Caserta Royal Palace: Exuding the opulence of a Bourbon king
By JASON CHUDY | STARS AND STRIPES Published: November 2, 2004
Obi Wan Kenobi, meet the Bourbon kings.
The Reggia di Caserta, or Royal Palace, near Naples has a long history of hosting royalty, generals and, more recently, space aliens.
It was home to Charles III of Bourbon, who wanted a palace of his own to rival his great-grandfather’s Versailles palace in France. Construction started in 1752, and within a few years more than 2,650 people were working on it.
Construction eventually slowed, and the palace wasn’t completed until 1845, long after Charles’ death and near the end of the Bourbon dynasty.
Other rulers have since called the palace home.
During World War II, German forces occupied it after Italy’s 1943 surrender.
A year later, 5th Army commander Gen. Mark Clark used part of the large palace as his headquarters, sharing it with Allied troops who visited it as an Army rest-and-recreation center. He also accepted the surrender of German forces in Italy at the palace on April 29, 1945.
More recently, it was host to another type of royal visitor, although her kingdom is fictitious. Parts of the interior were used as the Theed Palace of Queen Amidala in “Star Wars” episodes I and II.
After touring the palace, it seems no wonder that real kings and fake queens would want to call it home. Even the entrance to the royal apartments, the only area open to the public, is grand, as visitors ascend a large marble staircase decorated with marble lions and statues.
The palace is about 650 feet wide at its face and some 830 feet deep. Visitors are allowed on only one floor at the front of the palace, which is just a small part of the building.
But with ceilings rising to nearly 65 feet in some of the rooms, it’s not hard to imagine even a king feeling small in the place.
All of the descriptive signs are in Italian, but English guidebooks are available for 5.20 euros in the gift store, next to the ticket booth. It’s a worthy investment, because the book also has information on and photos of areas not accessible to the public.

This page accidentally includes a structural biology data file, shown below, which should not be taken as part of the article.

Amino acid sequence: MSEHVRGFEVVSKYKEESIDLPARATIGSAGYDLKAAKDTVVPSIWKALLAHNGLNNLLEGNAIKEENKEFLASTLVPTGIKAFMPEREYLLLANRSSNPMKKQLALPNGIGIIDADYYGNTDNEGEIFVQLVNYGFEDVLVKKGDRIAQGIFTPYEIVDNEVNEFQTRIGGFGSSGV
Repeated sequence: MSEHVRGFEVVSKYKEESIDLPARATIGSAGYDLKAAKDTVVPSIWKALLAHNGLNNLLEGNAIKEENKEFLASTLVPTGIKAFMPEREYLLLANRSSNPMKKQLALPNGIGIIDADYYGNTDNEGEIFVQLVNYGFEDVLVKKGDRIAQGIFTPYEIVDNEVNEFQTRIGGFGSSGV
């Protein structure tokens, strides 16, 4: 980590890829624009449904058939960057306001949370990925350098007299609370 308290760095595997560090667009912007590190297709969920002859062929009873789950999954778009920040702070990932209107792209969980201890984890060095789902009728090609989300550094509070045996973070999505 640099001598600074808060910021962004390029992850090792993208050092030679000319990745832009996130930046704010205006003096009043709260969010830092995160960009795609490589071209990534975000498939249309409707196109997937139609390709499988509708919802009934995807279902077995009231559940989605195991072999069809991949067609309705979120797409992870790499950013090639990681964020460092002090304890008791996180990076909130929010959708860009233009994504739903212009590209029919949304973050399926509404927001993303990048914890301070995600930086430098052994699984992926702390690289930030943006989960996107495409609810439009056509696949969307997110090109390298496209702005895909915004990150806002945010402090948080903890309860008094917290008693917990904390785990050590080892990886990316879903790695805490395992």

The first dozen or so rooms are ornate, but pretty much barren of furniture. The farther visitors move into the apartments, the more ornate and decorated the rooms get. It almost seems as if curators wanted to ease visitors into the palace’s overwhelming beauty.
Likewise, the farther visitors walk down the passage, the more impressive it gets. From Charles’ gold-encrusted throne room to numerous bedrooms, visitors are able to get a look at the opulence of the ordinary life of a Bourbon king.
As the hallway ends, visitors make a left turn into the palace’s library complex. Books on the shelves date to the 13th century. Only panes of glass on the bookshelf doors separate these historical treasures from visitors.
One of the final exhibits is the “royal Christmas crib,” which Americans would refer to as a nativity scene. Naples is famous for its cribs, and every Christmas the royals displayed one here. They were created not only by artisans but also by the Bourbon princesses, who helped make the silk costumes.
In addition to the palace, the grounds include a 250-acre park and formal English garden, both of which are open to the public.
On the QT ...
DIRECTIONS: The Reggia di Caserta is in downtown Caserta. From either Capodichino or Gricignano, take the A1 autostrada north to Caserta Sud (south) exit. After a one-euro toll, take the main road into the city. The palace is at the end of this road, about three miles away. Just before the palace, an exit ramp on the right leads to an underground parking garage.
HOURS: The palace is open 8:30 a.m. to 7 p.m. daily. The park is open from 8:30 a.m. to 6:30 p.m. and the garden is open 9:30 a.m. to 1 p.m. and again from 2 to 3 p.m.
FOOD: There is a cafeteria in the palace and dozens of restaurants or snack bars in nearby downtown Caserta.
COST: Entrance costs 4.20 euros for the palace, and 6 euros for the palace, park and English garden. Parking in the underground garage ranges from one euro for two hours to three euros for the day.
INFORMATION: The palace has a Web site, at www.reggiadicaserta.org. Although the site has a link to an English version, it only links to a picture of the palace’s staircase, and has no English text..
— Jason Chudy